In the 1960s, the countercultural movement inspired by and centralised in rock music became intrinsically linked to shock and excess. While the questionable and illegal antics of the rock ‘n’ roll world were often a middle finger to the establishment, the main aim of the game was showmanship. By the late 1960s, a crooner in a slick suit wasn’t cutting it anymore; rock bands needed edge.
To exemplify my point, if we look at groups of the early ’60s, such as The Rolling Stones or The Beatles, they would usually be seen clad in smart suits and relatively well-kept hair. But as the decade wore on, the hippie movement came into full effect in perfect timing with the upswing of avant-garde art and ingenious marketing strategy. Just take a look at the cover art of 1963’s With The Beatles and then that of 1967’s Sgt Pepper’s Lonely Hearts Club Band.
These bright colours and kooky ideas drew the audience in, made a band popular and lined their pockets. The bands who weren’t cheeky, daring or kooky are hard to remember because they were boring and therefore didn’t last long or reach a point of notoriety.
Am I saying that Iggy Pop’s on-stage self-mutilation and Elton John’s increasingly ridiculous shades were a marketing ploy? Maybe. But they were certainly a shrewd move to attract some attention.
It’s a similar story with The Who; they would often end their concerts with a scene of destruction and mayhem, with Pete Townshend smashing his expensive guitars to bits on the stage and Keith Moon setting off explosives in his drum kit. The Who also famously broke the record for the loudest concert in 1976 at The Valley venue in London with a measurement of 126 decibels.
These legendary bands want to make a statement, they want to be remembered, and hearing damage is a great reminder. Over the years since The Who set that record, countless rock groups have stepped forward, daring to go further, turning it up to 11 and rattling our eardrums.
Today we explore the five loudest performances ever recorded – as it stands for now.
The five loudest performances of all time:
5. Gallows – England – 132.5 dB
Gallows, the hardcore punk group from Watford, have made a name for themselves across the UK over the past two decades with their heavy rock sound. With such a sound, the only way to turn the volume knob is clockwise.
The group of daredevils reached an earth-shattering 132.5 decibels while testing the limits of their amplifiers. Fortunately, this performance was in the studio, so while their fans didn’t have their eardrums violated, we can only hope that the band and the studio staff had their headphones on.
4. Kiss – Canada (2009) – 136 dB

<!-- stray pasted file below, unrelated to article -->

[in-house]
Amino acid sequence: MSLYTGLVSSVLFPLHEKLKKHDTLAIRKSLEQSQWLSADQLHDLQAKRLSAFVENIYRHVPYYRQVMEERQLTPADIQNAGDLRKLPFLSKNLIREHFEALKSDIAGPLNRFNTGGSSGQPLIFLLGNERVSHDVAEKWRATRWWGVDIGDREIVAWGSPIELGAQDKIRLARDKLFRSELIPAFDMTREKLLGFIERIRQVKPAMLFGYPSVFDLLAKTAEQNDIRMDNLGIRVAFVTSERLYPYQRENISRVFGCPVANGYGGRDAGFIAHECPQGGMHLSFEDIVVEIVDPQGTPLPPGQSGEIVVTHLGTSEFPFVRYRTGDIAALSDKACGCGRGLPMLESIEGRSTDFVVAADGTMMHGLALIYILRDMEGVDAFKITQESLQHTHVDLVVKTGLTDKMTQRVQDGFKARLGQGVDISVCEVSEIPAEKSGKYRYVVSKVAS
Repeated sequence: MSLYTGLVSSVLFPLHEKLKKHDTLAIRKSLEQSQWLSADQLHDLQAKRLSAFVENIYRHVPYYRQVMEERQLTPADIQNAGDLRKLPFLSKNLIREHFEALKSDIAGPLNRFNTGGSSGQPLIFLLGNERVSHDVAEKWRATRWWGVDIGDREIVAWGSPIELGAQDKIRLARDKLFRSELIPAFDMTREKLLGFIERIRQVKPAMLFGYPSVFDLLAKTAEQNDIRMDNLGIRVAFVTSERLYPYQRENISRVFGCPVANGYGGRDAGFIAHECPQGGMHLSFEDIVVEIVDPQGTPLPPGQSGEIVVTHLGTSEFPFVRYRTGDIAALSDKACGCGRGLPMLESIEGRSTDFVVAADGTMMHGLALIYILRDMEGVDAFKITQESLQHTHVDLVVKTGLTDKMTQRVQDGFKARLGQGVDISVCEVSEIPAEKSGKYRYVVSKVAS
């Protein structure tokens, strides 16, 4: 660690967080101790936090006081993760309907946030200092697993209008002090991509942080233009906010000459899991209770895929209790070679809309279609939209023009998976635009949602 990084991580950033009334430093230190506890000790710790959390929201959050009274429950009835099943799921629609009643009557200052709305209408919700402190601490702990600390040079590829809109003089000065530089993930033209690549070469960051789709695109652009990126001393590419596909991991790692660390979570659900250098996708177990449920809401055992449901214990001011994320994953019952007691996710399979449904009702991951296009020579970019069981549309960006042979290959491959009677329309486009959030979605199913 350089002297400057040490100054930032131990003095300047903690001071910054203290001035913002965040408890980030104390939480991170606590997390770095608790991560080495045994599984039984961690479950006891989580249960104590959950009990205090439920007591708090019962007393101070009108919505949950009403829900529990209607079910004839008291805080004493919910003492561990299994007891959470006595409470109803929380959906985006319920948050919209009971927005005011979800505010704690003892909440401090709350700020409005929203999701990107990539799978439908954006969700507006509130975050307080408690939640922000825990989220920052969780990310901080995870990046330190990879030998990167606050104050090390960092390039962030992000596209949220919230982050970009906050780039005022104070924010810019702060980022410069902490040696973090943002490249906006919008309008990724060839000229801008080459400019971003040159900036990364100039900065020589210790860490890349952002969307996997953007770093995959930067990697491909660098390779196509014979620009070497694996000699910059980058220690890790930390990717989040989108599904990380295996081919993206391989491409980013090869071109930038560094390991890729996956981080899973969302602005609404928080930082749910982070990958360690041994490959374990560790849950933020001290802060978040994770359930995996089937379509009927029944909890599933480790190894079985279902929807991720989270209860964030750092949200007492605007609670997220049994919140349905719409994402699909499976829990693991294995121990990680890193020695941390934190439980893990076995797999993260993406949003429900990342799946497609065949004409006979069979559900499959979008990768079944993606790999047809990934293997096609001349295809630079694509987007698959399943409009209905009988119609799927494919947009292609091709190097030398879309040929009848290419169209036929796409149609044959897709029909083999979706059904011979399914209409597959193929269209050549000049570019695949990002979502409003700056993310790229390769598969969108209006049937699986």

Most people will imagine the loudest bands to be heavy rock groups in the naive and daring years of their 20s and 30s. Alas, in 2009, while on the verge of their 60s, the face-painted glam group Kiss were one of the less likely bands to join the high decibel hall of fame.
During their 2009 concert in Ottawa in Ontario, Canada, Kiss achieved a sound pressure reading of 136 decibels. It was reportedly so loud that residents in the surrounding area filed noise complaints. As the complaints reached the concert managers, Kiss were forced to turn the volume down mid-show.
3. Leftfield – England (1996) – 137 dB
In 1996, electro duo Leftfield were on their first tour of the UK and wanted to make sure their performance was remembered. Cranking up the volume, they managed to reach a whopping 137 decibels during their show at the Brixton Academy as dust and plaster began to rain down from the shaking ceiling.
“That was the first tour – we’re nowhere near that now. We’re up there, but it’s more about quality than loudness. That’s the idea anyway,” Leftfield’s Neil Barnes said in an interview over a decade later. He added: “There are very strict restrictions. At certain places, you can get away with it. At most festivals, there’s a legal limit and it’s harsh. Especially in metropolitan areas like Liverpool and London. We tend to obey the laws. Considering I’m about to do a tour I have to be careful what I say! It’s pumping.”
2. Manowar – Germany (2008) – 139 dB
American heavy metal group Manowar are known for liking their noise noisy. Their heavy music explores themes of fantasy – Norse mythology and Greco-Roman mythology in particular – but it’s not the theme nor the style of their music they’re most famous for, it’s the extremes. While setting records for being the loudest band, they also set the world record for the longest heavy metal concert of all time at five hours and one minute – that’s a lot of headbanging.
In 1984, Manowar broke the Guinness World Record for the loudest performance, a record they have topped twice since. Their loudest performance was set in Germany in 2008. Technically, it was only during the soundcheck, but a small gathering of fans was present to feel the pain. The soundcheck peaked at 139 decibels.
1. Sleazy Joe – Sweden (2008) – 143.2 dB
So, here we are. The one you scrolled all that way to see. While you may not have heard of the Swedish heavy punk band Sleazy Joe, you may have felt an earthquake started by them. The band has a sizeable cult following across Scandanavia who presumably wear some form of ear protection or rely on the advancement of hearing aid technology over the coming years.
The band embrace their loudness as a key attribute, and on their own social media pages, they introduce themselves as the “loudest band in the world”. In 2008, Sleazy Joe performed what was irrefutably the loudest concert ever recorded in Hassleholm. The sound pressure levels measured an ear-boggling peak of 143.2 decibels! Beat that, Manowar.